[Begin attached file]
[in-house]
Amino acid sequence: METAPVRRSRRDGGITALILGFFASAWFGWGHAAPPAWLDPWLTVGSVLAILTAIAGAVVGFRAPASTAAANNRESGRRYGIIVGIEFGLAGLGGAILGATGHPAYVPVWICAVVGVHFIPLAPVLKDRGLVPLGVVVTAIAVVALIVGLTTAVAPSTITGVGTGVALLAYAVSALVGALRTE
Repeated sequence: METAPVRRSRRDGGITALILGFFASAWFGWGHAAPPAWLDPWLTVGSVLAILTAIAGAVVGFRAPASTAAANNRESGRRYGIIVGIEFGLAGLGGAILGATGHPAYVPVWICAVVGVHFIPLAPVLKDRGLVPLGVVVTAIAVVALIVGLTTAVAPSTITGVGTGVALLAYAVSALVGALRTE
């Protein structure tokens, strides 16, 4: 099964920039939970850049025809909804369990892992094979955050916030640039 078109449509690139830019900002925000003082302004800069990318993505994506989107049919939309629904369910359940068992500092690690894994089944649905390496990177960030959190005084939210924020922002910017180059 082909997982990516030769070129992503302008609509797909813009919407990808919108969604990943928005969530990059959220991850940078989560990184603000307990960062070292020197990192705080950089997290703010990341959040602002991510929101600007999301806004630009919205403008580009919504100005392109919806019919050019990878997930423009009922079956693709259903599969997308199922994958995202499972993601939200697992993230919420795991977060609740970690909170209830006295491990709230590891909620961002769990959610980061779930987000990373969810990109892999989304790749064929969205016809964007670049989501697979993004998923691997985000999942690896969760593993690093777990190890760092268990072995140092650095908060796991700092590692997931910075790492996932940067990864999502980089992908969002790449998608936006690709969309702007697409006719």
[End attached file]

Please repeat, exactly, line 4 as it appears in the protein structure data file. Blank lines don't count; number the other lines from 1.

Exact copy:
């Protein structure tokens, strides 16, 4: 099964920039939970850049025809909804369990892992094979955050916030640039 078109449509690139830019900002925000003082302004800069990318993505994506989107049919939309629904369910359940068992500092690690894994089944649905390496990177960030959190005084939210924020922002910017180059 082909997982990516030769070129992503302008609509797909813009919407990808919108969604990943928005969530990059959220991850940078989560990184603000307990960062070292020197990192705080950089997290703010990341959040602002991510929101600007999301806004630009919205403008580009919504100005392109919806019919050019990878997930423009009922079956693709259903599969997308199922994958995202499972993601939200697992993230919420795991977060609740970690909170209830006295491990709230590891909620961002769990959610980061779930987000990373969810990109892999989304790749064929969205016809964007670049989501697979993004998923691997985000999942690896969760593993690093777990190890760092268990072995140092650095908060796991700092590692997931910075790492996932940067990864999502980089992908969002790449998608936006690709969309702007697409006719």